Sesana's Reviews > Ready Player One

Ready Player One by Ernest Cline
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's review
Aug 09, 2011

it was amazing
bookshelves: dystopian, geek, science-fiction
Read in October, 2011

This may be the geekiest book that I've ever read. The story is set almost entirely in Oasis, a sort of World of Warcraft on steroids. The Oasis is an entirely immersive VR simulator, which is so awesome it's managed to license content from basically everything good. In practice, this means that I could spend Monday flying my X Wing into battle against geth and Tuesday riding my unicorn across Middle Earth with my trusty vorpal sword in hand. I bet I could even spend Wednesday in early 19th century Paris, fighting with Les Amis on the barricades. Thursday? Thursday is TARDIS day. (I want this game. NOW.) The entire setup is steeped in 80s nostalgia, of course, and with good reason. The designer of the Oasis, James Halliday, has died, and left his entire fortune, and control of the Oasis itself, to whoever can find his Easter egg first. And the key will be understanding Halliday's own nerdy obsessions, which are grounded in the 80s. Which means that being skilled at Pac Man could win you billions.

This is nerd porn at its finest, and as a second-generation nerd, pure heaven for me. At least half the joy of the book is the references, which are fast and furious. And the author trusts (and knows!) his audience enough to not insert a bunch of, "Star Wars, right?" comments. He knows we know, and if we don't, then that line just isn't for us. But that really is only half the joy. The storyline itself takes elite gaming to a new level by giving it realistic, real world consequences. There's the money, of course, but there's also control of the Oasis, and a truly evil villain (in this case, an evil megacorp) to struggle against. There are a few pvp battles, but it's mostly solitary pursuits getting people through the contest. And somehow, Cline managed to ramp the tension up even on those.

Our narrator is the hero of the piece, Wade Watts. He has one of the most authentically nerdy voices I've read recently. Early on, he has an argument with a friend over the relative merits of the movie Ladyhawke, and it's pitch perfect. My friend and I just had essentially this exact same argument over Dragon Age II last night. Wade has a nicely done and very believable character arc, moving him from a true Oasis obsessive to... more. Much more.

But no, it's not perfect. The narration could be really repetitive. In a relatively early scene, Wade has found a dungeon based off of an old D&D module. And that? That is awesome. But I did get tired of hearing how each individual element was "exactly like the original module" over and over again. And again. And again. Considering how much of the hunt for the egg was spent playing in other people's sandboxes, that happened much more often than I would like. It made those chunks of narration drag.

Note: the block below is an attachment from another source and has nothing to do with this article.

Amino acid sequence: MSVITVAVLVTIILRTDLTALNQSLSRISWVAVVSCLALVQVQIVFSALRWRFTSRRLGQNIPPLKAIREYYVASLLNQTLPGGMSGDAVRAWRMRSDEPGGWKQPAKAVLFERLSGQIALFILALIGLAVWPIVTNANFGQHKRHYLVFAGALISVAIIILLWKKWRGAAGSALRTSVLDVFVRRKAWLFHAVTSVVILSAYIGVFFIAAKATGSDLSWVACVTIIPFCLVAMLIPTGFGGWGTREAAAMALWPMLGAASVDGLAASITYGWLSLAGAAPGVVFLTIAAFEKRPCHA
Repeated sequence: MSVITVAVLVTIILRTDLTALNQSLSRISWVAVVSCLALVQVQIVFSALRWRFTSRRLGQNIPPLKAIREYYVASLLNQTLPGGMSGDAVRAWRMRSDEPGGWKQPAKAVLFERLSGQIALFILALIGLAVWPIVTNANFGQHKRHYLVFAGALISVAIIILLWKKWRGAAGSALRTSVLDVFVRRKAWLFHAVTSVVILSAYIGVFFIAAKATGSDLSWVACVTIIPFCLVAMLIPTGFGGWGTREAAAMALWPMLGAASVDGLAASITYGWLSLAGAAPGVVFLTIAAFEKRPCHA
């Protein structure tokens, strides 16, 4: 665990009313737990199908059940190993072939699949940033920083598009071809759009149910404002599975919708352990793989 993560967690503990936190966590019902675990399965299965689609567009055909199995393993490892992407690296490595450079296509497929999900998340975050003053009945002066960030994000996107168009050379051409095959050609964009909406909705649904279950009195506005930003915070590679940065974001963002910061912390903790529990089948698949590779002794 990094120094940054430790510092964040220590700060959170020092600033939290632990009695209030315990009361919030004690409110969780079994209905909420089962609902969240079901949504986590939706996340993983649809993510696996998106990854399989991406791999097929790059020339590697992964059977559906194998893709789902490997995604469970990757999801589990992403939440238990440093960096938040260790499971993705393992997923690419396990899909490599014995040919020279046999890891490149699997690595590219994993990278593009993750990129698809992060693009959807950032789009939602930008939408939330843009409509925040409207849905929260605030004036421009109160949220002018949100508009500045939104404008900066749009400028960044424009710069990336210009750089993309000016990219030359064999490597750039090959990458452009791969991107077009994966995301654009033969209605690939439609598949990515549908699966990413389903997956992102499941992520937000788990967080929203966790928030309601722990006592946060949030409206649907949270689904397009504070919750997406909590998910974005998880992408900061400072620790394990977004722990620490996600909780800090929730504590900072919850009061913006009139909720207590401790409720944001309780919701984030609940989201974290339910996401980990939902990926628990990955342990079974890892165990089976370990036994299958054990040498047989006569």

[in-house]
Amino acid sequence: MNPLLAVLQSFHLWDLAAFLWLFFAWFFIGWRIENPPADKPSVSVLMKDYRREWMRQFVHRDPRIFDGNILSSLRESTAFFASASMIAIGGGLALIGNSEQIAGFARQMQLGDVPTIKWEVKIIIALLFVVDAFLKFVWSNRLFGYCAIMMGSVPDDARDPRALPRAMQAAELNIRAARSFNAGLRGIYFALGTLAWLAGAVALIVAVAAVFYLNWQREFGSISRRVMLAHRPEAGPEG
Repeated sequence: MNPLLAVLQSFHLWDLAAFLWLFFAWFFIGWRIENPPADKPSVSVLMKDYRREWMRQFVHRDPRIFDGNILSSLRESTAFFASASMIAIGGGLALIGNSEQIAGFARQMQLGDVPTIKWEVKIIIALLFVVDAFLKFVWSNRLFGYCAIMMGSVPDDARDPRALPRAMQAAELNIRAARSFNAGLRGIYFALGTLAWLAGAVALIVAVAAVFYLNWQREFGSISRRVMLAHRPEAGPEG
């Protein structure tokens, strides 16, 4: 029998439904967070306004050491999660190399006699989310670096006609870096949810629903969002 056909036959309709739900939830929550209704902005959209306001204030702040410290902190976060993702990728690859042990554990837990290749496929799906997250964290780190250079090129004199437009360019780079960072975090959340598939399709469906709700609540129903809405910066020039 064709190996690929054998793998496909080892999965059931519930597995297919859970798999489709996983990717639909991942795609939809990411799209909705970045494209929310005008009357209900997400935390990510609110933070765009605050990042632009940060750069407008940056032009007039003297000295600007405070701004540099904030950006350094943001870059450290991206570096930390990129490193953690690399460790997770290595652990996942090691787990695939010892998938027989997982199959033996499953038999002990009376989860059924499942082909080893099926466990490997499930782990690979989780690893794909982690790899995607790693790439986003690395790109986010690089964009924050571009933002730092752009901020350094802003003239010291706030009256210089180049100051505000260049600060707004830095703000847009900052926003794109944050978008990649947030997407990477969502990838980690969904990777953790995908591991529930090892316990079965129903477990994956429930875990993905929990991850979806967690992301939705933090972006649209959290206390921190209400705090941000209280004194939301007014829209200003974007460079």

This is kind of a nitpick, because it doesn't have much impact on the story as a whole. Now, I'm not a player of MMOs, so I'm speaking from my experiences as a more traditional gamer. (Everything I know about MMOs I learned from Kingdom of Loathing and The Guild.) It seems to me that Oasis is really tough on the noobs, implausibly so. From what I can gather from Wade's narration and experiences, when a new avatar is created, it shows up on a planet that has nothing but shops, and with no in-game money (credits, of course). Credits are needed to go anywhere else in the Oasis, including anywhere that might have some XP. The only way to get credits at this stage of the game is to use real-world money to buy credits. And this is the point where I think the Oasis would have some problems appealing to the wide variety of people it apparently does. Low-income gamers, for one. Unless I'm missing something, a gamer with no real-world money to invest in the Oasis would spend their entire experience stranded in a giant shopping mall, with no way to leave or purchase anything. That would suck. A more plausible setup would be for low-level gamers to have free access to a planet with low-level enemies and loot. Not only does this make the entire game more accessible for those with no money to spend on a game, it also acts as a hook, to get people addicted. It also seems like players need a huge amount of XP to gain even lower levels. (At one point, Wade mentions having spent entire weekends slaying kobolds, and he's still only level 3.) This would easily frustrate a lot of players. Most games require small amounts of XP to get the first few levels, and ramp up the XP requirements exponentially. Halliday was (obviously) a genius at game design, and I don't think he'd make his masterpiece quite so hard to get into. But like I said, it doesn't have much impact on the story as a whole, and after awhile it ceases to become an issue at all.

I listened to the audiobook version, of course. I mean, it was read by Wil Wheaton, who is just perfect for it. I can think of no better match between narrator and text. In fact, I don't think anyone else could have read this book. It was made for Wil Wheaton to read. I'll go further and say that this is a book that must be experienced in audio form. You're just cheating yourself otherwise.
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08/17/2016 marked as: read

Comments (showing 1-2 of 2) (2 new)

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message 1: by Stephen (last edited Oct 20, 2011 08:39AM) (new) - rated it 4 stars

Stephen Great review, Sesana. I completely agree that listening to Wil Wheaton read this is the ONLY way to experience this.

Sesana Seriously. It's like Wade was written specifically for him.

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